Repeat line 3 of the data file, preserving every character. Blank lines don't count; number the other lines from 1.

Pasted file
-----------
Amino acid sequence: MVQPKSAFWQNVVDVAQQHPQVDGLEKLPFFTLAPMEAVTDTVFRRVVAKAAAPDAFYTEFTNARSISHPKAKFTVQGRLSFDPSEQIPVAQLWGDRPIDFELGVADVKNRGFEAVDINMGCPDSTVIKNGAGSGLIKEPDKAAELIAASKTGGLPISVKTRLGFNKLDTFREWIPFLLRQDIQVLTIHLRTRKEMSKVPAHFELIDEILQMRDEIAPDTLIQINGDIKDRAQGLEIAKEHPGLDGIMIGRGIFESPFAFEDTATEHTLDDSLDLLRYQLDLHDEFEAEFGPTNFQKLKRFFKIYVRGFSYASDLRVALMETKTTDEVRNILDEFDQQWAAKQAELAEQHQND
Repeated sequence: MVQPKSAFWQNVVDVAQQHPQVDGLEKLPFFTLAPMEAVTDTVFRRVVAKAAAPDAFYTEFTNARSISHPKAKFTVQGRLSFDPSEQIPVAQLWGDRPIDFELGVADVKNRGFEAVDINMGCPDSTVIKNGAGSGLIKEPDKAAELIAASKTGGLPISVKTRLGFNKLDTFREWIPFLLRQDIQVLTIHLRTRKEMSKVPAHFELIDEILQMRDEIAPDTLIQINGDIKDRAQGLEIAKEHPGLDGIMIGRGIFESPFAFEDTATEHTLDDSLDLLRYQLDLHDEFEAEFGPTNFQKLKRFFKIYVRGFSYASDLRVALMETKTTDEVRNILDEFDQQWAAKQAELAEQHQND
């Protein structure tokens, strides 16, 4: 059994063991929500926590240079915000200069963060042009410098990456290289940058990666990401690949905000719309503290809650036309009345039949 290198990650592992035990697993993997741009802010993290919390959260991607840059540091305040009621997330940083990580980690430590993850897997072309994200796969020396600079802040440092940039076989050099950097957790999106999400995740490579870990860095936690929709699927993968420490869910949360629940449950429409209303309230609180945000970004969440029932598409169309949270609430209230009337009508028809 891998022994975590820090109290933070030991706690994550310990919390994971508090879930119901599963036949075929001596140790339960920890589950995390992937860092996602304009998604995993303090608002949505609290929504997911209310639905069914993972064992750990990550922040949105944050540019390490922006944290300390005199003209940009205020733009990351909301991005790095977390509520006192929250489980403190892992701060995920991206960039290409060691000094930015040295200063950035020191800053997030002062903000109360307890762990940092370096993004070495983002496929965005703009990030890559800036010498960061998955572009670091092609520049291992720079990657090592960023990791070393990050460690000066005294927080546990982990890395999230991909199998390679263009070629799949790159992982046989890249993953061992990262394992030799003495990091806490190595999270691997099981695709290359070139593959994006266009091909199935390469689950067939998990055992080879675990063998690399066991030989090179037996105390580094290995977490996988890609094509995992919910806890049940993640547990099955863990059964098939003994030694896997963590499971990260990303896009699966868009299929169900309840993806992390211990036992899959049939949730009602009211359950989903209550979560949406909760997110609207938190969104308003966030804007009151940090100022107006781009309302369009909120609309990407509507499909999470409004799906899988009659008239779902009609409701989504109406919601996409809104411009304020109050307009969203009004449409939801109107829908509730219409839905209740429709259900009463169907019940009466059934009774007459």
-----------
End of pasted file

């Protein structure tokens, strides 16, 4: 059994063991929500926590240079915000200069963060042009410098990456290289940058990666990401690949905000719309503290809650036309009345039949 290198990650592992035990697993993997741009802010993290919390959260991607840059540091305040009621997330940083990580980690430590993850897997072309994200796969020396600079802040440092940039076989050099950097957790999106999400995740490579870990860095936690929709699927993968420490869910949360629940449950429409209303309230609180945000970004969440029932598409169309949270609430209230009337009508028809 891998022994975590820090109290933070030991706690994550310990919390994971508090879930119901599963036949075929001596140790339960920890589950995390992937860092996602304009998604995993303090608002949505609290929504997911209310639905069914993972064992750990990550922040949105944050540019390490922006944290300390005199003209940009205020733009990351909301991005790095977390509520006192929250489980403190892992701060995920991206960039290409060691000094930015040295200063950035020191800053997030002062903000109360307890762990940092370096993004070495983002496929965005703009990030890559800036010498960061998955572009670091092609520049291992720079990657090592960023990791070393990050460690000066005294927080546990982990890395999230991909199998390679263009070629799949790159992982046989890249993953061992990262394992030799003495990091806490190595999270691997099981695709290359070139593959994006266009091909199935390469689950067939998990055992080879675990063998690399066991030989090179037996105390580094290995977490996988890609094509995992919910806890049940993640547990099955863990059964098939003994030694896997963590499971990260990303896009699966868009299929169900309840993806992390211990036992899959049939949730009602009211359950989903209550979560949406909760997110609207938190969104308003966030804007009151940090100022107006781009309302369009909120609309990407509507499909999470409004799906899988009659008239779902009609409701989504109406919601996409809104411009304020109050307009969203009004449409939801109107829908509730219409839905209740429709259900009463169907019940009466059934009774007459």